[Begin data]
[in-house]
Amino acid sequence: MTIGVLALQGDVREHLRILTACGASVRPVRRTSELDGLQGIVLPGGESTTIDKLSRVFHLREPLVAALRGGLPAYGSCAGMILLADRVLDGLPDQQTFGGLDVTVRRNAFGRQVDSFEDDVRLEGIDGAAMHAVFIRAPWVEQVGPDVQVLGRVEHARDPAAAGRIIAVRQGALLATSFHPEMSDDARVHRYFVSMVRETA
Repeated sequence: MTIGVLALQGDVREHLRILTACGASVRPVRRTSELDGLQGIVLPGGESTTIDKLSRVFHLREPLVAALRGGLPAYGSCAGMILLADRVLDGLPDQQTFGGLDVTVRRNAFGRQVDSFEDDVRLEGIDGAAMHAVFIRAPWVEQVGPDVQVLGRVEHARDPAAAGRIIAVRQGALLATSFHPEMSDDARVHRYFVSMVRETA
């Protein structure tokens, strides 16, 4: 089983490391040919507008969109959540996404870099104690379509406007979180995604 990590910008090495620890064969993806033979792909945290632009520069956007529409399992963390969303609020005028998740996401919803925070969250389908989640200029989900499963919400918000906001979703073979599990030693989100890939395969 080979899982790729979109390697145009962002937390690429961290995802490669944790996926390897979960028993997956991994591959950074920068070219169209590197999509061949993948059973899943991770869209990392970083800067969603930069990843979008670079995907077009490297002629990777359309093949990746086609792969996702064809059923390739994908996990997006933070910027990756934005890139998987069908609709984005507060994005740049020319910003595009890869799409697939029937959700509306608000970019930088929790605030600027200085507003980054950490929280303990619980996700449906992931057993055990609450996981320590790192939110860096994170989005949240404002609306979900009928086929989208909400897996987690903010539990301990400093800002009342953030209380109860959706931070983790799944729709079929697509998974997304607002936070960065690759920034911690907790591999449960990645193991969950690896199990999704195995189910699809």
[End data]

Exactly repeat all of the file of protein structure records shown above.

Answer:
[in-house]
Amino acid sequence: MTIGVLALQGDVREHLRILTACGASVRPVRRTSELDGLQGIVLPGGESTTIDKLSRVFHLREPLVAALRGGLPAYGSCAGMILLADRVLDGLPDQQTFGGLDVTVRRNAFGRQVDSFEDDVRLEGIDGAAMHAVFIRAPWVEQVGPDVQVLGRVEHARDPAAAGRIIAVRQGALLATSFHPEMSDDARVHRYFVSMVRETA
Repeated sequence: MTIGVLALQGDVREHLRILTACGASVRPVRRTSELDGLQGIVLPGGESTTIDKLSRVFHLREPLVAALRGGLPAYGSCAGMILLADRVLDGLPDQQTFGGLDVTVRRNAFGRQVDSFEDDVRLEGIDGAAMHAVFIRAPWVEQVGPDVQVLGRVEHARDPAAAGRIIAVRQGALLATSFHPEMSDDARVHRYFVSMVRETA
């Protein structure tokens, strides 16, 4: 089983490391040919507008969109959540996404870099104690379509406007979180995604 990590910008090495620890064969993806033979792909945290632009520069956007529409399992963390969303609020005028998740996401919803925070969250389908989640200029989900499963919400918000906001979703073979599990030693989100890939395969 080979899982790729979109390697145009962002937390690429961290995802490669944790996926390897979960028993997956991994591959950074920068070219169209590197999509061949993948059973899943991770869209990392970083800067969603930069990843979008670079995907077009490297002629990777359309093949990746086609792969996702064809059923390739994908996990997006933070910027990756934005890139998987069908609709984005507060994005740049020319910003595009890869799409697939029937959700509306608000970019930088929790605030600027200085507003980054950490929280303990619980996700449906992931057993055990609450996981320590790192939110860096994170989005949240404002609306979900009928086929989208909400897996987690903010539990301990400093800002009342953030209380109860959706931070983790799944729709079929697509998974997304607002936070960065690759920034911690907790591999449960990645193991969950690896199990999704195995189910699809």